How Legendary Animation Director Tex Avery’s Life In Dallas Helped Create His Iconic Bugs Bunny And Daffy Duck Characters.
Bugs Bunny and Daffy Duck are from Dallas.
Does that sound crazy? It should. As legendary animator and creator of the iconic characters Tex Avery once said, “In a cartoon, you can do anything.”
Frederick “Tex” Bean Avery was born in Taylor, Texas, a small town near Austin, and was a descendent of two major far-west figureheads, Judge Roy Bean and Daniel Boone.
Avery’s family would move to Dallas while he was very young, and he would eventually go on to graduate from North Dallas High School in 1926 before becoming a pioneer in animation. By the end of his 40-year-long career, he would give dynamism to various animated characters with southern motifs and cutting-edge stylistics.
He dropped out of his three-month summer drawing course at the Chicago Art Institute before he and a few friends took a train to California, where Avery took on menial jobs before landing a role as an animation cel painter at Universal Studios. It was here there he earned the nickname “Tex.” Thanks to his knack for humor and storytelling, Avery quickly rose in the ranks and eventually gained directorial experience. At least that’s what he told Warner Brothers Studios in 1934 when they were looking for animation directors to take over the production of Looney Tunes — an animated comedy series conceived in 1930 as an effort to compete against Walt Disney’s Mickey Mouse short cartoons.
By this time, Looney Tunes‘ character Porky Pig had been established with a more human-like appearance by the previous animation team. In Avery’s first directorial debut for Gold Diggers of ’49, a redesigned Porky Pig premiered showcasing a much cuter, more-rounded appearance that deviated from the typical “Disney-realism” style that dominated cartoons at the time.
Due to the laissez-faire attitude at Warner Bros., animators had a lot of freedom in the development of their cartoons. This allowed Avery to add sexually suggestive elements and social commentary embedded within super slapstick and outrageous gags in his cartoons — two elements that would go on to build the Warner Bros. comedic style.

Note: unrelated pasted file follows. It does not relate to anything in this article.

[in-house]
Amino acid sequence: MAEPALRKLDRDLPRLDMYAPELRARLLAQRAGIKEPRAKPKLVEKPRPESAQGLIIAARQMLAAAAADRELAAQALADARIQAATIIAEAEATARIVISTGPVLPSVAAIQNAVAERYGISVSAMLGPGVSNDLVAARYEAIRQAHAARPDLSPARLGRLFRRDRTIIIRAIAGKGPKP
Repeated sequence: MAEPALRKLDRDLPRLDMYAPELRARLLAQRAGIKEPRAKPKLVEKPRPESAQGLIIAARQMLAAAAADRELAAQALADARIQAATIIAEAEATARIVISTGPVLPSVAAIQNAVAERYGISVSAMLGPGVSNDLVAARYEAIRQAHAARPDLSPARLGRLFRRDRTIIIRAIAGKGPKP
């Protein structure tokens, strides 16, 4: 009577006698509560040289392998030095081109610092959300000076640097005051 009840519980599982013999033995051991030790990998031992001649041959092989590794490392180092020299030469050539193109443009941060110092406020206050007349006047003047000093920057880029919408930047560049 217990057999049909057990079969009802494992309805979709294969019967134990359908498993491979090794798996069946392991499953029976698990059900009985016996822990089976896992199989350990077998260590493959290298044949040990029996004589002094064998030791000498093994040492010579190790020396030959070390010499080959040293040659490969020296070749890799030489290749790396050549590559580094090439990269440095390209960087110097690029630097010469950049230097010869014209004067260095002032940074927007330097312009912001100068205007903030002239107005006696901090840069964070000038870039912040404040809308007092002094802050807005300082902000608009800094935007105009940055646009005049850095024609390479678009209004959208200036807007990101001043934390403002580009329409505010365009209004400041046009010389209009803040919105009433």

It was in the development of Porky Pig, Daffy Duck and Bugs Bunny where Avery would breathe more life into the series’ characters by inserting elements of life back home in Texas.
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In Porky’s Duck Hunt, Porky Pig is seen in hunter’s gear complete with a bullet belt and a rifle. It’s also in this cartoon where we see the introduction of the iconic Daffy Duck, a true looney and off-the-wall black duck who taunts Porky throughout the entire cartoon while also getting in sticky situations himself. Audiences had not seen a zany personality like Daffy Duck on screen before — he was an instant hit.
According to Avery, Daffy Duck was born on White Rock Lake in East Dallas where Avery and his friends would go duck hunting. Additionally, animation historians credit him with bringing southern elements like hunting and fishing to Looney Tunes. (Yeehaw! Take that, California.)
Following the success of Daffy Duck came Bugs Bunny. While Warner Brothers had flirted with the idea of a cartoon rabbit for some time, in Avery’s hands, Bugs Bunny’s character and personality really came to life, as evident in his first appearance, A Wild Hare. Bugs Bunny’s adaptable, quick-witted and nonchalant personality was not complete without his signature catchphrase, “What’s up, doc?”
For that element, Avery drew inspiration from his days at North Dallas High School: “What’s up, doc?” was a popular phrase in the roaring ’20s, and frequently heard in the hallways during passing periods. At North Dallas High School, calling someone “doc” was the equivalent to calling them “dude”, “dawg” or “güey” today.
Eventually, Avery would go on to direct just four Bugs Bunny-starring cartoons before leaving to MGM Studios to create and direct more risqué cartoons in the midst of World War II.
Although Avery left, the iconic Looney Tunes gang he helped create was cemented into the cartoon stratosphere, lending their outrageous personalities, speech impediments and iconic phrases to everybody from children to entire theme parks to legendary basketball players like Michael Jordan.
After all, in a cartoon, you can do anything — and audiences can thank Dallas for that.